Lending Club splashed onto public markets in 2014 with a promise of bringing West Coast disruption to the old guard of New York consumer lending. But two weeks into a company crisis sparked by managerial misconduct, the online lender has diagnosed itself with a decidedly Wall Street malady: “tone at the top.”
That’s how Lending Club explained the series of ill-fated decisions in its upper ranks that led to a federal investigation and the resignation of CEO Renaud Laplanche earlier this month, the company explained in new securities filings.
It’s not the first time this year that a major company has come down with a case of poor “tone at the top.” That was the same explanation given by directors at Valeant Pharmaceuticals for a series of accounting scandals and public controversies that sparked the ouster of CEO Michael Pearson in March.
“The tone at the top of the organization and the performance-based environment at the company, where challenging targets were set and achieving those targets was a key performance expectation, may have been contributing factors” in corporate improprieties, Valeant said in April.
Though there are innumerable differences between the two companies — one a Silicon Valley financial technology star, the other a deal-friendly drugmaker beloved by hedge funds — they share one quality in particular: aggressive bonus structures for top executives.
Laplanche — who resigned in part over an undisclosed stake in a company that did business with Lending Club — received most of his compensation through performance-linked bonuses. His biennial stock award, based in part on financial results, was $11 million in 2014. His 2015 base pay of $461,000 came with a $549,185 bonus, predicated on exceeding targets on two metrics: revenue and profitability.
They weren’t easy targets, either. “At the time these performance metrics were set, our compensation committee believed that the corporate performance metrics were challenging and aggressive,” the company stated in investor documents last month. “In order to reach target payouts, we would have had to achieve an exceptional year-over-year increase” in revenue and earnings, the documents stated.
The entirety of Laplanche’s annual bonus rested on these metrics; for the rest of the top management team, financial targets drove 75 percent of total bonus payouts.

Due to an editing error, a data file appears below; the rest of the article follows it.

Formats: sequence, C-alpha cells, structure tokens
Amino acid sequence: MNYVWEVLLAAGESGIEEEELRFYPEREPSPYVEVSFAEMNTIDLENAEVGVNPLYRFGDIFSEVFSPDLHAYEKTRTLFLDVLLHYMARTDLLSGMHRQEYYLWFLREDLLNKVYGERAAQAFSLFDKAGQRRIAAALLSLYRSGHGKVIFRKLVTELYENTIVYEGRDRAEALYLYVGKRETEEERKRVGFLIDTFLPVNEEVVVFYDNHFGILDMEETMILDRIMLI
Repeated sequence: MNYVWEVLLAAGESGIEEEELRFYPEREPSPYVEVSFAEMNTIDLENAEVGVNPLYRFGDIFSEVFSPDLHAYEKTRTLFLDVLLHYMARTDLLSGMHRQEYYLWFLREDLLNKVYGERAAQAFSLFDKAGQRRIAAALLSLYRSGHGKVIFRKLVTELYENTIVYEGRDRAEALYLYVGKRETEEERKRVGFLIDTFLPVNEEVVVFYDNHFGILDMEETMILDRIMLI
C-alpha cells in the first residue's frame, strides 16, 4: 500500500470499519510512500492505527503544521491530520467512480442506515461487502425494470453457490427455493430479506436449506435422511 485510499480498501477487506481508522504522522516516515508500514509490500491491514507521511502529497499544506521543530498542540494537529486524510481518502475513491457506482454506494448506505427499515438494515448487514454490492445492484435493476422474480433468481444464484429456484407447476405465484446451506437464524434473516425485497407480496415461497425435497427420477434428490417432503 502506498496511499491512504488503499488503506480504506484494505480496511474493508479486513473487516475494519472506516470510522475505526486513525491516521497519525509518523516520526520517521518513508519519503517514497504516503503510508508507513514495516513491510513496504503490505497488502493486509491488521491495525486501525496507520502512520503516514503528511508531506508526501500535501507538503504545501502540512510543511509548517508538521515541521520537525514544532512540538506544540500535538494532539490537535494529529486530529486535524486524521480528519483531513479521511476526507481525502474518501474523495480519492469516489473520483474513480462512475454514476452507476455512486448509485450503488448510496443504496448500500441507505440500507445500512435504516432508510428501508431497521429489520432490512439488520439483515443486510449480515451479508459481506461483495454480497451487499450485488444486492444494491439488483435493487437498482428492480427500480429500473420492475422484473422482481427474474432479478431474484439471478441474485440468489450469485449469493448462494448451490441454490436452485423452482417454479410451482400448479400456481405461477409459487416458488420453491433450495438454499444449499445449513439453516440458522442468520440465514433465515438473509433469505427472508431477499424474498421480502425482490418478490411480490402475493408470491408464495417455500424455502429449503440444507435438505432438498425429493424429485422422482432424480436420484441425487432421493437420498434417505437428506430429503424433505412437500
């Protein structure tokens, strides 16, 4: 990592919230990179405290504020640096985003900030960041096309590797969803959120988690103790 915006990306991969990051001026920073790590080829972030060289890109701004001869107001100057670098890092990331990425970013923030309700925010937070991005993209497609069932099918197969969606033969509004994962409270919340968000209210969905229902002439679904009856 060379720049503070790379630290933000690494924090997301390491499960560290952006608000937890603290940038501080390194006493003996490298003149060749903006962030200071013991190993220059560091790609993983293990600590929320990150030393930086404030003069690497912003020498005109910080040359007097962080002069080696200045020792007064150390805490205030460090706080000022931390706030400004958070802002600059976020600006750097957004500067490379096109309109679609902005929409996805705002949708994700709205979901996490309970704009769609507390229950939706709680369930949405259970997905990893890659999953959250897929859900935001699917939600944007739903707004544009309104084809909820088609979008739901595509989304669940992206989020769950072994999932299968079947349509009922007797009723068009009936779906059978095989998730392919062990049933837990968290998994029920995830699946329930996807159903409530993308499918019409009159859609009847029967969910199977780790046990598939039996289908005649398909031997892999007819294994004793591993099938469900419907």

In periods of smooth sailing, these demanding benchmarks might drive “effective management and a clear focus,” as the company suggested. But when market headwinds arise, the desire to hit difficult metrics incentivizes questionable behavior.
That was the case for Lending Club in the first months of 2016. After years of rapid growth, the company was hit by a marketwide capital markets squeeze in early 2016, drying up demand for its online consumer loans and threatening management’s ability to hit aggressive revenue targets.
That’s when Laplanche, 45, began pushing for a company investment in Cirrix Capital, a fund whose appetite for Lending Club loans could help make up for the lack of interest elsewhere, according to a Bloomberg report. It was only after the board of directors accepted Laplanche’s Cirrix plan that his personal stake in the fund was revealed.
In a separate finding, Lending Club was found to have misstated loan information for $22 million of loans sold to the investment bank Jefferies Group.
How much did the deteriorating “tone at the top” have to do with the quest to reach tough profit targets? It’s impossible to say with certainty, but scholarly research has shown that performance-based goals tend to increase unethical behavior and earnings manipulation at publicly traded companies.
For Laplanche, all it took was a couple of missteps to be shown the door, and he has expressed confidence in the ability of the company to rebound. “As difficult as it is to step away from the company and its people, LendingClub is in good hands,” he said in a statement.
At Valeant, meanwhile, the misconduct was reported to be much more widespread. The financial incentives were also far beyond what Laplanche could have seen. As company filings showed last month, Pearson could have won an unprecedented executive bonus had he hit a stock-based target. The potential payout: $2.66 billion.